Thursday, October 24 2019


Teed Off (Nov 9, 2014)

Update: November, 09/2014 - 22:57

with Robert Bicknell

There is a very old saying: "If it ain't broke, don't fix it."

I should have listened to those words. In fact, I should have those words tattooed onto my forehead because it's something I constantly violate at least a few times per year.

Yes, I am talking about my golf swing.

Having played golf since I was five years old, my swing really hasn't changed much since my teenage years, but every so often, I have the urge to try something new and I promptly screw myself up to the point I look like Jerry Lewis having a mental fit.

My swing has always been based on the natural movements of the body. This is why I am able to generate such power and speed with minimal effort. Nowadays, we have science and biomechanical studies to show what many of us knew instinctively… that the human body was capable of achieving amazing tasks if you simply told it what to do and then got out of the way. Unfortunately, we DO get in the way and start to manipulate the club instead of just swinging it naturally.

There are many different swing styles nowadays, which is proven anytime you look at the old time professionals compared to today's stars. You had the Sam Snead one-piece swing, stack and tilt, stack without tilt and, of course, Moe Norman.

Norman's swing was essentially a single plane swing which used very little body action. Great for players who cannot coordinate their upper and lower body actions due to physical injury or due to possessing the physical coordination of an octopus falling out of a tree. Sorry Jim Furyk, but it was the only image I could think of.

Yet, as ridiculous as the swing looked, Moe Norman could knock down flagsticks from 200 yards. He was one of the most accurate ball-strikers ever. He was also slightly nuts, but that's a story for another day.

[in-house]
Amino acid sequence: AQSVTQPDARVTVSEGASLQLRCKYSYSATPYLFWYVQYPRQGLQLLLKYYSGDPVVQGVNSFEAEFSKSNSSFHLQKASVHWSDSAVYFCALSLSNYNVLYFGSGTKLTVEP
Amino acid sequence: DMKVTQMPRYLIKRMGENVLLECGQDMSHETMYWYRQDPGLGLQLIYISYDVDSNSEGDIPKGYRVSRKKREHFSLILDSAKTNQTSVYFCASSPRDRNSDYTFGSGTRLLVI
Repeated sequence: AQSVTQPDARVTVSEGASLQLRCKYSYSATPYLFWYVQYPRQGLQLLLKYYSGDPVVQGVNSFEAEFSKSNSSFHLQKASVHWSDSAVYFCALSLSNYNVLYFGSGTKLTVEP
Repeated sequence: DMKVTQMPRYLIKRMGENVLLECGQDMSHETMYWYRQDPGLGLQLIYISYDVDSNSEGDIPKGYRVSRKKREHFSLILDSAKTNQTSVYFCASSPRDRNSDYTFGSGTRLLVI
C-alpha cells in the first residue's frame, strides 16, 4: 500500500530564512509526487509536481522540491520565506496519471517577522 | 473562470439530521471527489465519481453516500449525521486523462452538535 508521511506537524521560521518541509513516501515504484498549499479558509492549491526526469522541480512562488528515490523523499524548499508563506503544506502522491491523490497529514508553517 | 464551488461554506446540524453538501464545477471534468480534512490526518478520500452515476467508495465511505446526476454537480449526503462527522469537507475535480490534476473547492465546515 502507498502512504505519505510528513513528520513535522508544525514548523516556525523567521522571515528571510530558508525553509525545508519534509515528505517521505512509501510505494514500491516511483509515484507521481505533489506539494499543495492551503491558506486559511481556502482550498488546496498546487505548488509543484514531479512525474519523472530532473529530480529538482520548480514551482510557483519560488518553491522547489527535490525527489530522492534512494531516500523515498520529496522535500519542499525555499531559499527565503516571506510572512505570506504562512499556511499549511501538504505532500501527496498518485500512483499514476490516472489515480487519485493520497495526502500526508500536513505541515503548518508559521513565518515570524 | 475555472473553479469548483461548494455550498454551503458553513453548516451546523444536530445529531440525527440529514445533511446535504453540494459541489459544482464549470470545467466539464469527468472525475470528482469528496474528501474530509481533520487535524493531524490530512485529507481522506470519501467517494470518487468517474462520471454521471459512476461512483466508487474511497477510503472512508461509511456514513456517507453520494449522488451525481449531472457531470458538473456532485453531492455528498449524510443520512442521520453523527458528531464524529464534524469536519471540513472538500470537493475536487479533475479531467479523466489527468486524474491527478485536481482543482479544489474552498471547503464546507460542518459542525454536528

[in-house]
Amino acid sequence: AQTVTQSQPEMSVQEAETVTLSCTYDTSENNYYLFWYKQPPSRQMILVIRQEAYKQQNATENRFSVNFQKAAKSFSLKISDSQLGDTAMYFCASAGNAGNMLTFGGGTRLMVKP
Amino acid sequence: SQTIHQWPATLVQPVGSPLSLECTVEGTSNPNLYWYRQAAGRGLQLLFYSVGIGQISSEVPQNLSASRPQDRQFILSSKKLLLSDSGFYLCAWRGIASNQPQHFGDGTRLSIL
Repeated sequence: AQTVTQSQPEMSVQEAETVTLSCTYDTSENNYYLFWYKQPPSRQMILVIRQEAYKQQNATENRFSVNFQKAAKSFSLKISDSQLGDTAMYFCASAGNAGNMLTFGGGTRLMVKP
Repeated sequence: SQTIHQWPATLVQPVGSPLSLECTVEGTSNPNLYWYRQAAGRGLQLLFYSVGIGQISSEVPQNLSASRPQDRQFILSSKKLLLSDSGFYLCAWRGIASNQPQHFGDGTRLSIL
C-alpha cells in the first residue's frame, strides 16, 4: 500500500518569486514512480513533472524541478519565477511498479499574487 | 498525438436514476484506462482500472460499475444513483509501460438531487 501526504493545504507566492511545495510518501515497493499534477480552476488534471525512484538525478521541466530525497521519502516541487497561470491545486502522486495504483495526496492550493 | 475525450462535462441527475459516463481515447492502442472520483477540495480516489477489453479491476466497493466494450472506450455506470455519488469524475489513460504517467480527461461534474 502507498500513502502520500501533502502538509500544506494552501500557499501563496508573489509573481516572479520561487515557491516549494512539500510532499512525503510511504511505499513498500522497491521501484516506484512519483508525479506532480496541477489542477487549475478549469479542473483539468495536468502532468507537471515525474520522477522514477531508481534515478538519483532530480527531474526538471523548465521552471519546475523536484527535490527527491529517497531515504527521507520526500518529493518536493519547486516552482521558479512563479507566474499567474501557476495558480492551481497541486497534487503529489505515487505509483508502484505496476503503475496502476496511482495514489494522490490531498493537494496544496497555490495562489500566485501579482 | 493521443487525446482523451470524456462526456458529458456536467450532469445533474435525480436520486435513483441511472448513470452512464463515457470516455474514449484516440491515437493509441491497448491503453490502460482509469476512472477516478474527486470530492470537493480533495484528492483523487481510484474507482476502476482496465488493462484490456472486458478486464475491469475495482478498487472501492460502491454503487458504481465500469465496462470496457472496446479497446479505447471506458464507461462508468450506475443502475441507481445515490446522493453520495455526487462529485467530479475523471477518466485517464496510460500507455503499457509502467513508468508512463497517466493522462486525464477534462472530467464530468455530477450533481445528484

So, after swinging the same way for neigh on 50 years, I decided to try stack without tilt, which is a bit like Adam Scott.

And promptly screwed myself up to the point where I cannot even take the club back properly, power is off by 50 per cent and I actually have no idea what the club is doing during the swing.

Even worse, I have no idea what my body is doing during the swing!

So, tonight I will dig out old tapes of my swing and try to find myself again. Don't worry loyal readers, this is not the first time I have destroyed myself, and it certainly won't be the last.

I learned a long time ago that it was better to video my swing when it was working great, than it was to video it when it was in trouble. Just click play and watch carefully. Eventually, the brain says "Ah, I remember that" and I slowly put myself back together.

This is why it's important to build a natural swing rather than a series of unnatural movements. Sadly, if you watch enough YouTube videos, you'll see they tout a lot of very strange positions, many of which are directly opposite of how the human body works. This is bad for the student, but good for teachers who have to correct you later on.

Keeping it natural is the best way to remember your swing.

On another note, Golf Magazine held a poll among the top 100 Teaching pros, asking if the termination sentence given to the former PGA president was correct.

Not surprisingly, over 70 percent said they thought it was far too harsh. Yes, that also means 23 per cent or so have fully drunk the Kool-Aid and are so PC that they have all the personality of a divot.

The biggest problem facing the PGA right now, in my opinion, is a true lack of personality. There are few colourful pros as in the old days. You don't see a Tommy Bolt firing his club down the fairway, or a Curtis Strange cursing up a storm on the course, or a Stadler making witty, yet outrageous comments about himself.

It has become so boring that when they face Europe, the contrast is like night and day.

Lighten up guys, it's only golf! — VNS

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